Physician-Industry Relationships: Roles for Physicians Part 2

 In Part One of my article,

I reviewed positions available to dermatologists within the pharmaceutical industry and shared advice on how one could explore these opportunities.

For Part Two, I interviewed my friend and colleague, Dr. Anca Debu, who shared her experience as a dermatologist working for a mid-sized pharmaceutical company over the past 18 months.

JJ: What drove your decision to work in industry?

AD: After finishing my residency in dermatology, I worked as a dermatologist for five years in a university hospital as well as in private practice. I have always been attracted to research and finding new treatments for dermatologic conditions. The idea of working in an international research environment was very exciting, and when I was offered a position as a medical expert for a pharmaceutical company focused on dermatology, I knew it was right for me.

JJ: Describe a typical day working as a medical expert.

AD: As a medical expert working in early drug development, my daily activities focus on designing and implementing Phase I clinical studies. These are mainly “proof of mechanism” and “proof of concept” trials for new drugs under development. Medical expertise is sought even in the earliest stages of development. My involvement in a project starts at inception when I will often collaborate with the research team. We define possible indications for a new molecule based on its mechanism of action.

From there, an indication will be chosen and my role as medical expert shifts towards creating the clinical trial design. And writing the protocol for the very first studies in humans, all the while taking into account the pharmacodynamic and pharmacokinetic properties of the drug substance and formulation. The goal is to design the most efficient and cost effective trial possible. In order to determine whether the molecule does what it is intended to do.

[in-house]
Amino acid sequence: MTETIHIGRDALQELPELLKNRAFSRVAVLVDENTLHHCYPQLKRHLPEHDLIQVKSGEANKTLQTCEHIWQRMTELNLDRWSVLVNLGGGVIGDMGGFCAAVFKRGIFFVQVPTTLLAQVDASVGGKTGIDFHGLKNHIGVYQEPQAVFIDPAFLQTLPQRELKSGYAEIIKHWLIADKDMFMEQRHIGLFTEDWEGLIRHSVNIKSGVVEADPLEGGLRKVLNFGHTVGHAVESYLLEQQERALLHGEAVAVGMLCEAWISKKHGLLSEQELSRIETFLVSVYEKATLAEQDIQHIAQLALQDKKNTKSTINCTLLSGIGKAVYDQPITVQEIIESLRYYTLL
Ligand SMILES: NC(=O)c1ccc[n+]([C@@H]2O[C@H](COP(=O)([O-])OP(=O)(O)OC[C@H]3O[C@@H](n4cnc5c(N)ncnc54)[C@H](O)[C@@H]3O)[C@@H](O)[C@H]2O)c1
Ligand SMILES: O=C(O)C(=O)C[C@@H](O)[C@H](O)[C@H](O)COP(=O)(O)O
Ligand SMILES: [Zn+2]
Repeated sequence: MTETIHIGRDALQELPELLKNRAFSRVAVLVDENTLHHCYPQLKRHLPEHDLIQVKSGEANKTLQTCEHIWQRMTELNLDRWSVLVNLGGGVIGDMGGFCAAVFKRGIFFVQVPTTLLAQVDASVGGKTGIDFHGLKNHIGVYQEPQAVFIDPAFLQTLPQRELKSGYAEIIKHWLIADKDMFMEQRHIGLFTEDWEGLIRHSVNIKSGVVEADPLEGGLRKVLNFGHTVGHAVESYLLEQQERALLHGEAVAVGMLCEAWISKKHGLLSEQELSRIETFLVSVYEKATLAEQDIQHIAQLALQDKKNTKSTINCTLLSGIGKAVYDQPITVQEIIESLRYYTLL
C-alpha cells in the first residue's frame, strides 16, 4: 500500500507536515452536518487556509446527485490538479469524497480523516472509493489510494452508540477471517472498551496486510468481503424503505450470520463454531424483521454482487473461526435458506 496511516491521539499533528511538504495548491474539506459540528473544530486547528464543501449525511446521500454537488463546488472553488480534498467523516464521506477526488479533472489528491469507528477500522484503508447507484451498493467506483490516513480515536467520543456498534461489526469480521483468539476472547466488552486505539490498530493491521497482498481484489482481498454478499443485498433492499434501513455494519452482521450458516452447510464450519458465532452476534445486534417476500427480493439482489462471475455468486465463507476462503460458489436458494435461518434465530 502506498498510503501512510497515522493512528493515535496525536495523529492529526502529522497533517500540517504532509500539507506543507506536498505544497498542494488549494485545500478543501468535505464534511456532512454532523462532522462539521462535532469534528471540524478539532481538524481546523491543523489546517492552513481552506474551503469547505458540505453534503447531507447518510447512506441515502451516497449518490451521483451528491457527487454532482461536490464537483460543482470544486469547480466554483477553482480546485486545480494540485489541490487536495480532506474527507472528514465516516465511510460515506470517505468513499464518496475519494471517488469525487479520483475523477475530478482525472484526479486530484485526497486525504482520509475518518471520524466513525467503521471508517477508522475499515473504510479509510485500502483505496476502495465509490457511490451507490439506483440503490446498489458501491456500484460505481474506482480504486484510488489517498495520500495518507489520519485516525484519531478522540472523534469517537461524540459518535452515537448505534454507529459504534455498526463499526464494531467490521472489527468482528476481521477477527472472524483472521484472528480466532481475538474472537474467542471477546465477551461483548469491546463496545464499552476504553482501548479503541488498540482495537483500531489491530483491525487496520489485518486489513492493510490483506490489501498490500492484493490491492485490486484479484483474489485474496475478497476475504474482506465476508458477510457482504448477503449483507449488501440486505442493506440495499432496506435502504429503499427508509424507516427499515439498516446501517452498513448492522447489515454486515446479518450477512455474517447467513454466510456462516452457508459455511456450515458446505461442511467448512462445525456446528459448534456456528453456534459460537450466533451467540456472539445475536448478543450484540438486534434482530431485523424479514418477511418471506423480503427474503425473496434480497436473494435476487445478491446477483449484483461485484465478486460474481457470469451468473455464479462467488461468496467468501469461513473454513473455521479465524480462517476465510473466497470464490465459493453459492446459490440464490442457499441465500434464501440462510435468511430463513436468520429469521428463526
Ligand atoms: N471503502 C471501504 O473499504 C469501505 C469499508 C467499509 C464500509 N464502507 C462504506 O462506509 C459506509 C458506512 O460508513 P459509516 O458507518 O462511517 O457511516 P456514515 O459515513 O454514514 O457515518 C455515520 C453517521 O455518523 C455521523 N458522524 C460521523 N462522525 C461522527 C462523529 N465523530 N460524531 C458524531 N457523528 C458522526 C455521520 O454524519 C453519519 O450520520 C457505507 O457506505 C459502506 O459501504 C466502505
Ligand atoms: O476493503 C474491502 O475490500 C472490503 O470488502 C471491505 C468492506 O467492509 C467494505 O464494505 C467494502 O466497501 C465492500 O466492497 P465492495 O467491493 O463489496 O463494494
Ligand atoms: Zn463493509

Throughout the clinical trial, I am involved in it’s daily administration, keeping in close contact with investigators in order to address any medical issues that may arise and working together with my pharmacovigilance colleagues to analyze early safety results. Lastly, as a trial reaches its end I work closely with the company statisticians, to interpret the study data. In the end, as a team we analyze the study results and give a recommendation to further the drug substance development or not. Finally, as a medical expert in industry, I serve as a liaison between the company and key opinion leaders. Through outside consultancies and advisory boards, I get to work closely with world renowned experts in dermatology to seek their advise on product development and to help us better understand disease pathology, treatment and patient needs.

JJ:How has your background as a dermatologist contributed to your current work as a medical expert?

AD: My medical background and experience in dermatology have proven invaluable to my current work in pharma. My fundamental understanding of disease and my experience in practice give me a unique understanding of physician and patient needs. My training and experiences have also given me the curiosity and willingness to learn and evolve that is so important when embarking on new projects.

JJ:What new things have you learned?

AD: Working for a pharmaceutical company made me better understand the complex processes. And the huge human and material resources needed for the development of a drug.

JJ: Do you miss practicing dermatology?

AD: Of course, as I really enjoyed working with patients. However, through a special arrangement, I am lucky to continue practicing dermatology one day per week.

JJ: What advice would you give to a dermatologist interested in industry?

AD: Working for a pharmaceutical company can be an interesting and dynamic experience for dermatologists interested in research. Companies value your expertise very much! For those not ready or willing to give up clinical practice, I recommend working out an arrangement to continue clinical practice. Even if just part-time or once weekly as I do. Not only does this allow me to continue with patient interaction, which I love. But it also keeps me updated on patient care and practice, which is relevant to my work in pharma.